What really makes a good teacher? That’s honestly a question to which I am still not able to give a proper answer even after having spent the last 5 years of my career teaching to students of different ages and aims.
To start with, in my opinion, a good teacher is someone who really puts his heart into teaching. Let’s be honest, teaching is not an easy job! It can be stressful at times, many times in fact! You might find yourself working extra hours to make sure that your students will be able to pass their exams with decent grades or you might end up working at night to make your lessons more interesting and engaging just to capture students’ attention, trying to mix up the right syllabus and grammar structures in the perfect song or in the perfect reading and comprehension, that to be honest, doesn’t exist!
So if you’re reading this article, you better start writing the song or reading text that covers the grammar and vocabulary that you need to cover in the current unit your students are working on right now. Anyway, there are tips that I’ve been learning in the last years of my career and that I am going to share with you readers, that might enable you to help new EFL teachers that are struggling to find the magic potion that separates a normal teacher from a “good one”.
I’d start by saying that a teacher has got many roles to fill during classes. He/She must always smile, must always be open to explain or re-explain the lesson and must always be very patient, to help students connect with more complex topics.
Sometimes students are extra busy or simply have their own issues. In this case, the teacher should be able to interact with them to make them feel at ease.
Teaching involves employing a range of skills
Teachers should not get upset or even worse, give up on the students who are not so strong in their studies. Instead, they should have the patience to slowly teach them, give them extra lessons, and find different ways to encourage them. Building a good relationship with the students is vital and helps them to learn faster, keeps their attention alive and above all makes them feel more motivated and confident.
As far as I am concerned a confident student does always better than a student who is skilled but not confident enough to speak up and show how much he knows. That’s a real pity, so it’s our job to work more on helping them to build self confidence.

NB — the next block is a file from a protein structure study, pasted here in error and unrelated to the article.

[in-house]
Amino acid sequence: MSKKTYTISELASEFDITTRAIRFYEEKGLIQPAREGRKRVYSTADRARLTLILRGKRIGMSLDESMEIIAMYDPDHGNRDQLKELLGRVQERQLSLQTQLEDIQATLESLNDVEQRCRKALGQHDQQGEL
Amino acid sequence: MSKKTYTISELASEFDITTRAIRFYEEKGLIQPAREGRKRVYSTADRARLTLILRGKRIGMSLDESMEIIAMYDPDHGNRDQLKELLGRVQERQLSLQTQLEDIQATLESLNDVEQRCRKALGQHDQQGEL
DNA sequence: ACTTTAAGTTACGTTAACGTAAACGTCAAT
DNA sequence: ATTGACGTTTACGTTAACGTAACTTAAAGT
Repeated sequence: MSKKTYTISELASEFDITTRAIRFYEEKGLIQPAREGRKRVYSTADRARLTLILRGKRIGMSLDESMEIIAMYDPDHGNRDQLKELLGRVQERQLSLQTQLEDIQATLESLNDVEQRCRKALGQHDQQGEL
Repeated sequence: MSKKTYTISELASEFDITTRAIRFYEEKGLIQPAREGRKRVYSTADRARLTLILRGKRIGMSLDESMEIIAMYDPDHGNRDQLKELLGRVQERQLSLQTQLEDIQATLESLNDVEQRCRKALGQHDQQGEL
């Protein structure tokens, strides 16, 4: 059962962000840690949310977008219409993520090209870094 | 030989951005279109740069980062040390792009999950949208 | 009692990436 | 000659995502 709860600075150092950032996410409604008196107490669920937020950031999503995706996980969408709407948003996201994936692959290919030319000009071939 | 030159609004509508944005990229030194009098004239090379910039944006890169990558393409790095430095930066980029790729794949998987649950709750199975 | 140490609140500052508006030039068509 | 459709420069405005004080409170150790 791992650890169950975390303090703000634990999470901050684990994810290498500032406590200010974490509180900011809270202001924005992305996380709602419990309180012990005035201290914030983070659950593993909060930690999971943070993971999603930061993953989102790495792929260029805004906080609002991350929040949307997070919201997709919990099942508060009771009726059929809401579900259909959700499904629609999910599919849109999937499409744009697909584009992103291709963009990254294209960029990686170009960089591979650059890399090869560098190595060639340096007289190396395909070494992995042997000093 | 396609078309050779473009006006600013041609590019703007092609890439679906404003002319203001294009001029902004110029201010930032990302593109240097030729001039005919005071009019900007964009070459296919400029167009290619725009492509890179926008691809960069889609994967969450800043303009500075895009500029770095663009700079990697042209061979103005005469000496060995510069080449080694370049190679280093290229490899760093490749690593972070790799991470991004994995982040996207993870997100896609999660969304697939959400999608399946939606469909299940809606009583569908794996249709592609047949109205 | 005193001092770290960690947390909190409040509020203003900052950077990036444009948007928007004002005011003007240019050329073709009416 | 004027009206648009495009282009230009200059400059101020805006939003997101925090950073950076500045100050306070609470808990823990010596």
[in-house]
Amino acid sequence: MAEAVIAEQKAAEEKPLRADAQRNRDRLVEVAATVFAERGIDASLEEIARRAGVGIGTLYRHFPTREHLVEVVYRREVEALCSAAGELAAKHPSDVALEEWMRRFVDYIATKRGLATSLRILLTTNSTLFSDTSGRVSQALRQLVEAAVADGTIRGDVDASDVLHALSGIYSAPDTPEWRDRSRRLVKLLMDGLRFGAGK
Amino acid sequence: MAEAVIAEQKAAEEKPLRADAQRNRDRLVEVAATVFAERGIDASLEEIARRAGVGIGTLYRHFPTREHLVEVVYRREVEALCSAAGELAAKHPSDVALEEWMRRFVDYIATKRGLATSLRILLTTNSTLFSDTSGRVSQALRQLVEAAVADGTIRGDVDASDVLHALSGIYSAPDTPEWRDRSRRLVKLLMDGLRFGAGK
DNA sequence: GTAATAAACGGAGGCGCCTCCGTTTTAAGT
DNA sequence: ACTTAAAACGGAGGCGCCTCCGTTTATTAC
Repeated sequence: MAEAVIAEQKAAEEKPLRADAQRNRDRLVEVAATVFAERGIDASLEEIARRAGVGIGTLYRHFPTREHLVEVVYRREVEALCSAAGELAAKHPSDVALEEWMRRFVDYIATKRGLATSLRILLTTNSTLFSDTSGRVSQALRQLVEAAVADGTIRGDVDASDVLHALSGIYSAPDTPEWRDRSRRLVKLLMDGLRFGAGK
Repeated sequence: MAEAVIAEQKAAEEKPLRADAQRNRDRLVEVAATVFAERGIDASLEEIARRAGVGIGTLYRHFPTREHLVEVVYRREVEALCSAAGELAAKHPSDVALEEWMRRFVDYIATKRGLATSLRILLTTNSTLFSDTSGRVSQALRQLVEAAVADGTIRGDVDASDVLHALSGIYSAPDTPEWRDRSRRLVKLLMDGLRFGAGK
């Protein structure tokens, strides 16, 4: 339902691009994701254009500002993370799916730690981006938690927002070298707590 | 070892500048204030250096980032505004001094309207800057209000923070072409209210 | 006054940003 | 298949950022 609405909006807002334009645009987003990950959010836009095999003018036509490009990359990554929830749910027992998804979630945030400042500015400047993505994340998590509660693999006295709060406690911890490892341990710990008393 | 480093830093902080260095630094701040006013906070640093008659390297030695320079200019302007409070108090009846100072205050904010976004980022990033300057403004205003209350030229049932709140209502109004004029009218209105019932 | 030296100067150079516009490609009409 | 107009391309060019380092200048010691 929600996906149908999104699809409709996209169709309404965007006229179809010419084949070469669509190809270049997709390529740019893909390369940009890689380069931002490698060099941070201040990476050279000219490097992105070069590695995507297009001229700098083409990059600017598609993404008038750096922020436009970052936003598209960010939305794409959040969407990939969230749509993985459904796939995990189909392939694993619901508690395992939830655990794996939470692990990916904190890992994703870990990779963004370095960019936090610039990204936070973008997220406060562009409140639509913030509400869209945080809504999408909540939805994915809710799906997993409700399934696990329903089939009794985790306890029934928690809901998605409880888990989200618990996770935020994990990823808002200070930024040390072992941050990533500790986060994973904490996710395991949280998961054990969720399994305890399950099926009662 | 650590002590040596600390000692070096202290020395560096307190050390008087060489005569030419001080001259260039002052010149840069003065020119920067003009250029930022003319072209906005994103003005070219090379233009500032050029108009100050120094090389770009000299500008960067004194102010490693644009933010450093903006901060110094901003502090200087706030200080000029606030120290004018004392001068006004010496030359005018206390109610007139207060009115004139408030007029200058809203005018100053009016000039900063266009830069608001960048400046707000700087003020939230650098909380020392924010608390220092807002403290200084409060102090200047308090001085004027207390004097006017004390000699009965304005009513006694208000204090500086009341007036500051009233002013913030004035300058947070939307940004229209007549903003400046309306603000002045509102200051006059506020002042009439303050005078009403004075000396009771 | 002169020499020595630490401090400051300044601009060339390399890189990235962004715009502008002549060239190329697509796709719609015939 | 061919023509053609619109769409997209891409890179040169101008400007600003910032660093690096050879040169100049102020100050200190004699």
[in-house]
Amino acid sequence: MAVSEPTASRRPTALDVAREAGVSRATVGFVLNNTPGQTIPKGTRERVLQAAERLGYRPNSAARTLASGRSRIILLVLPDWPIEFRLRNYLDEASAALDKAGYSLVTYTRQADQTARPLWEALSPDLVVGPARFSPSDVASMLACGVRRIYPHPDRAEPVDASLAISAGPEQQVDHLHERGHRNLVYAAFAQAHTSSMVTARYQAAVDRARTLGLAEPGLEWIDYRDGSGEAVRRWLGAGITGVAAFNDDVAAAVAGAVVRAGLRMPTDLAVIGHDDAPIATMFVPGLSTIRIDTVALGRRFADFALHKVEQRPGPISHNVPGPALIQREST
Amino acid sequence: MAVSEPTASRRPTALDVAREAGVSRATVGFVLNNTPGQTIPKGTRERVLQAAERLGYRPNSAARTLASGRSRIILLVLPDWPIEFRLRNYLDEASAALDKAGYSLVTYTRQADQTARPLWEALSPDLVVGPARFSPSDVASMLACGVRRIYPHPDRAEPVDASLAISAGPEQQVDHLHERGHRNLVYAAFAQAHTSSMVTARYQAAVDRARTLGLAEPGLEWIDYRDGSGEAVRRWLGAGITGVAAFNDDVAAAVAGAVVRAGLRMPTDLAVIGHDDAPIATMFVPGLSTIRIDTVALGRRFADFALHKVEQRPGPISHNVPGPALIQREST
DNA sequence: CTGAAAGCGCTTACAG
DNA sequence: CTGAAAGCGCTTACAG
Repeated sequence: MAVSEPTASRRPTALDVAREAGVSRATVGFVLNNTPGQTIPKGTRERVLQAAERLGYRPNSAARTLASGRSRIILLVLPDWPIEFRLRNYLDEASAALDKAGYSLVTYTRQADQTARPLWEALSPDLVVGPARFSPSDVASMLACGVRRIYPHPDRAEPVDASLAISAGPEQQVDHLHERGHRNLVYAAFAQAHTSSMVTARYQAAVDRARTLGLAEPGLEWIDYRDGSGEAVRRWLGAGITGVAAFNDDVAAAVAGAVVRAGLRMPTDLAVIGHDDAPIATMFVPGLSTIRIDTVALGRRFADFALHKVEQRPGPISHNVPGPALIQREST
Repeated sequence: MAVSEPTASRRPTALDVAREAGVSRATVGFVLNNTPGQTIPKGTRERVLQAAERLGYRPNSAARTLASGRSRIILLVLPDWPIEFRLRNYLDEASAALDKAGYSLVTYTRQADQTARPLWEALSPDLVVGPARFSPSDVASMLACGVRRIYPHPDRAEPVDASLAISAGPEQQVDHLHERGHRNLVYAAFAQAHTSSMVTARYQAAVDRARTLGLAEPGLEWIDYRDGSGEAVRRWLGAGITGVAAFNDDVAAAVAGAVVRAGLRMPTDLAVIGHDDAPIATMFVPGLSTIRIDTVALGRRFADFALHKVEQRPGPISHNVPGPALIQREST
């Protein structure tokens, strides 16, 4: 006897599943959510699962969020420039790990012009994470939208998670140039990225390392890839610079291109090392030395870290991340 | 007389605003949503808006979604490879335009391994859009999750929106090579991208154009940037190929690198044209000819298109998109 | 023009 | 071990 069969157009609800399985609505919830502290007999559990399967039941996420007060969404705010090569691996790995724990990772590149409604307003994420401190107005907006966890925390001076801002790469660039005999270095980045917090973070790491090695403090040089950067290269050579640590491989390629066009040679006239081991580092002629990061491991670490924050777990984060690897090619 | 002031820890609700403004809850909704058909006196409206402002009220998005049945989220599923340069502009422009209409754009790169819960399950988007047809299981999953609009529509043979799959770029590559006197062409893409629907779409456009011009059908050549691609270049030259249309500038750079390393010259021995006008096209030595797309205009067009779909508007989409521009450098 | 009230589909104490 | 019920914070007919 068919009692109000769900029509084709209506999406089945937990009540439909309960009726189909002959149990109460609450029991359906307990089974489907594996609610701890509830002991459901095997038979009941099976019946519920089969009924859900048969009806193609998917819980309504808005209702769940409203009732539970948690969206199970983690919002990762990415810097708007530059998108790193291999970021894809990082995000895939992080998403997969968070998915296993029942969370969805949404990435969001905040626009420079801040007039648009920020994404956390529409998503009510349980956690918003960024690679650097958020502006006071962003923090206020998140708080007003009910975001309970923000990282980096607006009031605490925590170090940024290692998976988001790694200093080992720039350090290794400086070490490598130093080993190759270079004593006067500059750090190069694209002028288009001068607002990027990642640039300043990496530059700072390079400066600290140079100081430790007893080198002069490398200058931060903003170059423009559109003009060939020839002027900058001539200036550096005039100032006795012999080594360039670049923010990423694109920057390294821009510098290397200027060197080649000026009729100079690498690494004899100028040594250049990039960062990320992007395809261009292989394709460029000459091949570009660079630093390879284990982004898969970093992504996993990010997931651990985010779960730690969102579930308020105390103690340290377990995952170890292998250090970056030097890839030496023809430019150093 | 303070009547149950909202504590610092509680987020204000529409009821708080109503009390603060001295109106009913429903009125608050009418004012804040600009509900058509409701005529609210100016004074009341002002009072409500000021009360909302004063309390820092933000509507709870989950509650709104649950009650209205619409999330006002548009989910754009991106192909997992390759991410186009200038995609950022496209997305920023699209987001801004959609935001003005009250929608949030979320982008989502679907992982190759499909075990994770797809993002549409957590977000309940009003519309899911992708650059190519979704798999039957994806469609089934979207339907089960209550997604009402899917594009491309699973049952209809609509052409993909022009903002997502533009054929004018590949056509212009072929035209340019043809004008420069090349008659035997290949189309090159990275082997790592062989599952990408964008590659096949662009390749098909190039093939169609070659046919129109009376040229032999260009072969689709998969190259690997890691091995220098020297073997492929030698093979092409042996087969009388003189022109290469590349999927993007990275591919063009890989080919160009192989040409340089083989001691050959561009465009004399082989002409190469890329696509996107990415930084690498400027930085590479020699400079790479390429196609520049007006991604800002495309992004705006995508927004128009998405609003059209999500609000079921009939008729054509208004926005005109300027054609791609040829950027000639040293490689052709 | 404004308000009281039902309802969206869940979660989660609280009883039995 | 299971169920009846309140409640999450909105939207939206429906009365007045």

Having a good relation with students really helps. If students like the teacher, they will learn the language automatically while having fun. The ability to build caring relationships with students is easier than you think; just be passionate and don’t forget to be yourself!
Working in groups or pairs can be very useful to younger and even older students. It could give them more time for speaking practise or give them a sense of achievement when they reach a team goal. It teaches them how to lead and how to be led by someone else who isn't your professor and also allows the teacher to monitor the students, while listening to the language they are producing.
I’d also consider Lesson Planning of vital importance for a good teacher before starting. Excellent preparation and organisation skills provide students the best quality time. If the lesson is well-prepared and organised, students will have no problems in understanding even the most difficult topics.
No matter how charming you are, if you show up for a class without a good lesson plan, you won't succeed. A good teacher must always provide students strong, simple explanations and make examples to give them a clear picture of what was just explained.
Finally, I would end by saying that the PASSION for your own job is vital. I believe it is really important to transfer this to your students. Passion is infectious and in my opinion the love of a subject inspires students to widen their knowledge. Always try to understand your students and their needs, make their victory yours and do the same with their failures. It will help the both of you.
"Those who know, do. Those who understand, teach." (Aristotele)
Written by Felix Iovino
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